Lecture #29
Sections from Chapters 12 and 13 (See Syllabus = in Main Index)
  CURMUDGEON GENERAL'S WARNING. These "slides" represent highlights from lecture and are neither complete nor meant to replace lecture. It is advised not to use these as a reliable means to replace missed lecture material. Do so at risk to healthy academic performance in 09-105.
  Intermolecular Interactions
  • Liquids and Solids
  • Hydrogen Bonding

  • Molecular Basis of Solubility
Boiling point effects owed to hydrogen bonding
Multiple hydrogen bonds
A comparison of melting points of two similar looking compounds, both are benzene rings with "hydroxy" and "nitro" substituents in different positions. For comparison, below on the left, the "hydroxy" group has been replaced by a "methyl" group.
Melting points are also affected by hydrogen bonding.
The melting points of these two structural isomers of nearly identical electronic volumes differ substantially. Why?
An illustration of an "intramolecular" hydrogen bond within a molecule (rather than between molecules).
Some definitions relevant to discussions on solubility.
What effects determine solubility?
The dependence of the solubilities of different alcohols on their molecular structure
Interpretation of alcohol solubilities in terms of molecular structure and intermolecular interactions
 Another comparison to make.  
Vitamin A shown here is essentially a nonpolar molecule. It is very polarizable because of its "size" (and also because pi electrons are very polarizable, a detail we haven't worried about and will not). Consequently, it is not very soluble in water but quite soluble in a nonpolar solvent such as "fat" (which is mostly hydrocarbon-like in nature).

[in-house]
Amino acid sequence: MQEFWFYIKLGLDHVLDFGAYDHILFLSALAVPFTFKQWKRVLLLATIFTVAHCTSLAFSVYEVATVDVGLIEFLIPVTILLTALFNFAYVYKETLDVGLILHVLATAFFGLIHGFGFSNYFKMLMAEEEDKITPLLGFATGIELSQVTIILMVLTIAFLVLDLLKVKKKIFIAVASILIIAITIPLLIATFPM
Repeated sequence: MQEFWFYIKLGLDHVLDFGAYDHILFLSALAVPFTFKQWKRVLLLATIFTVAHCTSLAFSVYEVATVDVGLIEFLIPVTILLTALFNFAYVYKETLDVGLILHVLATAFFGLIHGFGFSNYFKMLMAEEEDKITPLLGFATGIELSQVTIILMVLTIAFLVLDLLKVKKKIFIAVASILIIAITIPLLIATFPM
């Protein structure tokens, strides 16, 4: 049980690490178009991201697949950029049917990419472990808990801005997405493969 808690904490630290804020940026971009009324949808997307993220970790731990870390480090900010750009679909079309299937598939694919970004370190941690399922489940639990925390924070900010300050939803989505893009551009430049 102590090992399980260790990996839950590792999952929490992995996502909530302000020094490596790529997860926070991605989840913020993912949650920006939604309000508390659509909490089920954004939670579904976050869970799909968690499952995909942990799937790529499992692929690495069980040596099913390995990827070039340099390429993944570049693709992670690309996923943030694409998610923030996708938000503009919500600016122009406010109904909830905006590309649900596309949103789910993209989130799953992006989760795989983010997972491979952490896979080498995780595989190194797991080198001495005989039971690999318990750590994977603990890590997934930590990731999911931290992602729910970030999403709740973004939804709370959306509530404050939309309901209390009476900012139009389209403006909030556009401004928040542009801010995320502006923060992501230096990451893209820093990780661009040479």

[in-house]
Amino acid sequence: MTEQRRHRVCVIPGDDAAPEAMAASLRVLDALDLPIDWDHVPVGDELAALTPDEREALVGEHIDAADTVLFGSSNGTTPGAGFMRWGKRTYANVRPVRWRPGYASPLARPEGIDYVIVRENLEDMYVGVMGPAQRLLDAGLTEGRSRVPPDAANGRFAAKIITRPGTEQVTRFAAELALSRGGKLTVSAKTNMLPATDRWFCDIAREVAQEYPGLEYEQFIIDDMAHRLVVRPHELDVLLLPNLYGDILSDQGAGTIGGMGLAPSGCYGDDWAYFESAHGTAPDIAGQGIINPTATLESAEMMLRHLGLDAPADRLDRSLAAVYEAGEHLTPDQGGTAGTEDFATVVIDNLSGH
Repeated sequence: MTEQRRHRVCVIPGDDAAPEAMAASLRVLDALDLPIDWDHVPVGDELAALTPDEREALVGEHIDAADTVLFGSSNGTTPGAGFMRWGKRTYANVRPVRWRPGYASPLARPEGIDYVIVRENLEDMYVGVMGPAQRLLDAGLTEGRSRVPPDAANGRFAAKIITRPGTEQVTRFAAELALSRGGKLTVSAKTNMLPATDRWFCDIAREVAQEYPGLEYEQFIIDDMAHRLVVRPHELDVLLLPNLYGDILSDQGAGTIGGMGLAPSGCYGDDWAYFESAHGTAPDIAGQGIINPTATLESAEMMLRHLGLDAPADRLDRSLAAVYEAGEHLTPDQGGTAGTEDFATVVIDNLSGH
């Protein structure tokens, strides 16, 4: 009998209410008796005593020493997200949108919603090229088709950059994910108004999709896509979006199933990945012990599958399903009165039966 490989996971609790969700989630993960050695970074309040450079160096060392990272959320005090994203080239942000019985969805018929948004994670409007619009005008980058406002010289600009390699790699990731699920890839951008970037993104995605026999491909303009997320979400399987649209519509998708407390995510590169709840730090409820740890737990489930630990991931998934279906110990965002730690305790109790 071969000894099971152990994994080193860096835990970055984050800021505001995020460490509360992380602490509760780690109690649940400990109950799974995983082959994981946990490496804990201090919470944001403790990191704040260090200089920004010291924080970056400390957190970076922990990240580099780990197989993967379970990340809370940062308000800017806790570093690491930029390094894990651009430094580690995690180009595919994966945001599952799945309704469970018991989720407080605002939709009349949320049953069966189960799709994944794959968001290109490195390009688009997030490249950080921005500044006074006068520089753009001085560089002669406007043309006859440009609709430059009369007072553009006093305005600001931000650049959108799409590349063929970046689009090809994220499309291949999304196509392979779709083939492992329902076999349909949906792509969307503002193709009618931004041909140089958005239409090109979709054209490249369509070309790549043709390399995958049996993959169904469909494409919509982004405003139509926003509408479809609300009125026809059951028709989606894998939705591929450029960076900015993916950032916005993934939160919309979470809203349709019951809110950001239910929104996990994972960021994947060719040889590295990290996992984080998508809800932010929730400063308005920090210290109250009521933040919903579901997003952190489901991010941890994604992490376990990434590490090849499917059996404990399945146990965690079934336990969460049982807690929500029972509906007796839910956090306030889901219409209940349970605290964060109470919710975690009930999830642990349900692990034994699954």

In contrast to Vitamin A, you can see here from the structure of Vitamin C that extensive hydrogen bonding with solvent water molecules should be possible, explaining why it is a water soluble vitamin.
Acetic acid, as a small, polar molecule capable of hydrogen bonding with water is very soluble in water. You might reasonably expect it to be insolube in nonpolar solvents. However, a subtle phenomenon causes acetic acid to be soluble in nonpolar solvents as well. See below.
Acetic acid can effectively "dimerize", form a double structure held togeter very effectively by a geometrical arrangement that accommodates double hydrogen bonding. The resulting structure has no dipole moment. The "dimer" can then serve as a solvent in nonpolar solvents.